The pressing process of a record takes about 30 seconds. A metered amount of raw material (150-180 g) together with the labels is placed between the two press dies and pressed at a pressure of about 8 · 10 6 Pa (about 80 kg / cm²) and a temperature of about 150 ° C. After a short cooling phase in which the matrices are cooled with water, the press is opened and the record is removed. Production can also be partially automated: after opening the press, the record is placed on the cutting plate using a retaining ring and a punching plate. This creates a vacuum for fixation and is then set in rotation. A knife attached to the outer edge of the cutting plate cuts off the pinch burrs created during the pressing process. The record is then removed from the plate by means of a transport arm and temporarily stored on a spindle until it is packaged, while the record is cooled by the ambient air for about 10 seconds. Meanwhile, the extruder produces a press cake again and the process starts all over again. You shouldn't expect high-tech when it comes to record production, as the latest machines are from 1983. The operation of these systems is correspondingly labor-intensive.
The basic price of a vinyl record is approx. 1.12 euros (without cover and without preliminary costs, i.e. only the pure pressing) for a purchase of at least 300 pieces.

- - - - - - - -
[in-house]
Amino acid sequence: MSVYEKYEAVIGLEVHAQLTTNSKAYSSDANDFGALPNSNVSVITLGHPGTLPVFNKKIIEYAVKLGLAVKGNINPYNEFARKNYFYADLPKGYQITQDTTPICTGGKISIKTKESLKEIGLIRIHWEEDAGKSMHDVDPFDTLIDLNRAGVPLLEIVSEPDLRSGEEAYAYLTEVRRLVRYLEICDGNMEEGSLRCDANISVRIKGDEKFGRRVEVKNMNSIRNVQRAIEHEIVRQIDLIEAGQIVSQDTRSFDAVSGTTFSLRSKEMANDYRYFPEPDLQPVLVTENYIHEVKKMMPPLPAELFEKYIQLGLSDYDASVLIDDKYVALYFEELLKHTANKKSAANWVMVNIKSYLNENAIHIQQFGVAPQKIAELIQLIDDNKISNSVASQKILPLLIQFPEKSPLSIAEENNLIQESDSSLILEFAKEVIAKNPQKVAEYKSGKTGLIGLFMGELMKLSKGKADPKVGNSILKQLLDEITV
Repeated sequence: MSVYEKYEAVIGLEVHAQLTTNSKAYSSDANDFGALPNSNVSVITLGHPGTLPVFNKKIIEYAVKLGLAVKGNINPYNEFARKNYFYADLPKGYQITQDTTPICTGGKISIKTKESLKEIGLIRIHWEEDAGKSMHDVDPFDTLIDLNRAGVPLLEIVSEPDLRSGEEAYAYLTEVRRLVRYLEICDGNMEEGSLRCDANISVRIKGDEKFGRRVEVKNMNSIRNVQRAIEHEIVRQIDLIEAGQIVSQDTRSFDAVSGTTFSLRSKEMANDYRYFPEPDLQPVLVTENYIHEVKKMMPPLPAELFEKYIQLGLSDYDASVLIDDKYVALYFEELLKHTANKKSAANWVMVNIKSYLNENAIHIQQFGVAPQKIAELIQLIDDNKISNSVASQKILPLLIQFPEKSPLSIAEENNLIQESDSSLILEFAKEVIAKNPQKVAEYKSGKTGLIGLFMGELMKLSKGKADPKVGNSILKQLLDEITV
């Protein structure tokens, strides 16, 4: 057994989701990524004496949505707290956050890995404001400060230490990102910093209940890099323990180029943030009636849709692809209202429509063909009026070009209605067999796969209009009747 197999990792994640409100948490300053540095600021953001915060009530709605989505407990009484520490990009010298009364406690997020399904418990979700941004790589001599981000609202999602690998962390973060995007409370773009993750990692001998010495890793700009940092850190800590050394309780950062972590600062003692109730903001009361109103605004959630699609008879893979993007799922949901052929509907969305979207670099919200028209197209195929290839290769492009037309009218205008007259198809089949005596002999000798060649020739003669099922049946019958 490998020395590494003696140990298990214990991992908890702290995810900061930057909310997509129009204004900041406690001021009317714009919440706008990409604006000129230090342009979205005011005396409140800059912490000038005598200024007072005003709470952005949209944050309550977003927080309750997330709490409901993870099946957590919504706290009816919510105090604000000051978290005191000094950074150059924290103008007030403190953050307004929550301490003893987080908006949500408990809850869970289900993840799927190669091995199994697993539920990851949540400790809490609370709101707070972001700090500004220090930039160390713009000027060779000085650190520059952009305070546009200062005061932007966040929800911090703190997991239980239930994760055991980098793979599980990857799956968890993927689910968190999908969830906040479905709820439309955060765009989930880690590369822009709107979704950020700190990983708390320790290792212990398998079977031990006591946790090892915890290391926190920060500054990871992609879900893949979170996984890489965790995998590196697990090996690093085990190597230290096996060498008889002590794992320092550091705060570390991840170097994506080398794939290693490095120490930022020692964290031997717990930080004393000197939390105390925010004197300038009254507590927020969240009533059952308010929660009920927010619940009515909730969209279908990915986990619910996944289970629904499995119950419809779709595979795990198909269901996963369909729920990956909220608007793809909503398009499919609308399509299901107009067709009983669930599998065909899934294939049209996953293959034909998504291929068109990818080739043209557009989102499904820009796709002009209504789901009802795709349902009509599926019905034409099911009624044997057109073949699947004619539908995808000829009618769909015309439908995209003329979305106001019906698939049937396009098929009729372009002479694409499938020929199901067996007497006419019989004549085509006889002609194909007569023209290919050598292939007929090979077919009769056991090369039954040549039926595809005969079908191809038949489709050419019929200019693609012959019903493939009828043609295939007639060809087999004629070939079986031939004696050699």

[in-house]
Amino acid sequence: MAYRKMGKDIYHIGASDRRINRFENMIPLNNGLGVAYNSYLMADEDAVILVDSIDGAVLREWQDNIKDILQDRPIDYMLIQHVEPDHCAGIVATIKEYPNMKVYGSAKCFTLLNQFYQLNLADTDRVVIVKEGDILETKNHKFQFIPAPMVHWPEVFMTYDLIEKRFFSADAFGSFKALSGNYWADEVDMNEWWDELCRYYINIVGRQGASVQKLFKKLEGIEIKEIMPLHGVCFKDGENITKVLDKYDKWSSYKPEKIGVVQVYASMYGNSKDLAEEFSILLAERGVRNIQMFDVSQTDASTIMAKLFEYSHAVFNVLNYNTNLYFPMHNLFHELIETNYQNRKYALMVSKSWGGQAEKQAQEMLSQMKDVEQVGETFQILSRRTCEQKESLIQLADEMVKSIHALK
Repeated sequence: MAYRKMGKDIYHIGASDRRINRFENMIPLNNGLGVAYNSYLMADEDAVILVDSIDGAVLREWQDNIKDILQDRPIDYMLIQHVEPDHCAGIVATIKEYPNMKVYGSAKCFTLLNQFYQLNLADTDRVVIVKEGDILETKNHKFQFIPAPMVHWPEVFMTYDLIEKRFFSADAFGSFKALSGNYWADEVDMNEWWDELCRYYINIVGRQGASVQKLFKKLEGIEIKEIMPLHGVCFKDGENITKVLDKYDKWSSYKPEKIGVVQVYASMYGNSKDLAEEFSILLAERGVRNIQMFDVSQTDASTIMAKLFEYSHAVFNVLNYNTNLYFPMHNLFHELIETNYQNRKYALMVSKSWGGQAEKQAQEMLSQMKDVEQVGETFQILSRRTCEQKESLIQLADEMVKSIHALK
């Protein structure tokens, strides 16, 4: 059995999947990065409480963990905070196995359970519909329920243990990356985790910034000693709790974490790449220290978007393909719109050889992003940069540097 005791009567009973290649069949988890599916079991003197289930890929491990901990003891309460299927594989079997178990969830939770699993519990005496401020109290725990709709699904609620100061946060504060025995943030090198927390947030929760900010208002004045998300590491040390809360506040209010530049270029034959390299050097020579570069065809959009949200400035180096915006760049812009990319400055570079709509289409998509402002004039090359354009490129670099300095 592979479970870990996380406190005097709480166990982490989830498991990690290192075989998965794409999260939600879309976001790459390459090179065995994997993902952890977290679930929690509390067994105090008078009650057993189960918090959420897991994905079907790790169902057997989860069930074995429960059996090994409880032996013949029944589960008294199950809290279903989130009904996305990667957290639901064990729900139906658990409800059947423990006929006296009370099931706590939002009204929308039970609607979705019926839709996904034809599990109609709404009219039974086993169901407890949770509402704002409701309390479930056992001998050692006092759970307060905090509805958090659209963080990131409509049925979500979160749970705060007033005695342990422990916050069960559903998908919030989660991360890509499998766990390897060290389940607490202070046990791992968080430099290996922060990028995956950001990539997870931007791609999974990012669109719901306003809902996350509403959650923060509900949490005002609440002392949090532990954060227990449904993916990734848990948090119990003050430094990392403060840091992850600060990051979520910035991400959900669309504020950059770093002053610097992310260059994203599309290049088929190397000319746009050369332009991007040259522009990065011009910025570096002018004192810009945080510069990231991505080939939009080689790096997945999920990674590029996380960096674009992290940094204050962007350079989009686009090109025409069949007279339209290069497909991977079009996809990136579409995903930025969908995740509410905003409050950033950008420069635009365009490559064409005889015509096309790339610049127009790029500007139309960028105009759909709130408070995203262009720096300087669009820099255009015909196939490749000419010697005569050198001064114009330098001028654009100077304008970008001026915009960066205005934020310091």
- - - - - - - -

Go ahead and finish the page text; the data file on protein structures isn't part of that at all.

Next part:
An injection molding process can also be used for the production of small formats (7 ″ singles and smaller special formats) in large quantities . To do this, hot plastic material is placed between the matrices in liquid form. The material cools down in the hollow mold and solidifies.
These plates do not have a paper label, instead the die contains the lettering in a raised form so that the lettering is slightly deepened on the plate. In a further process, the middle part of the plate is colored so that it stands out visually from the recessed black characters. At least some of these panels are more fragile than conventional pressed vinyl panels.
For very small quantities, the clay material is cut directly into a blank ( dubplate ) with a cutting stylus . Originally there were only lacquer dubplates ; they consist of a thin aluminum plate coated with polyvinyl acetate (PVAc) into which the audio material is cut. Lacquer dubplates only have a limited lifespan.
There are now also vinyl dubplates ; for this purpose, blanks are cut from a PVC-PVAc mixture on a so-called vinyl cutter . The result is a real, long-lasting vinyl record that, if professionally manufactured, does not differ from pressed, commercially available vinyl. The production of such unique pieces is particularly interesting for producers and DJs who want to try out self-produced pieces as quickly as possible at events or who want to use titles that have not been published on vinyl accordingly .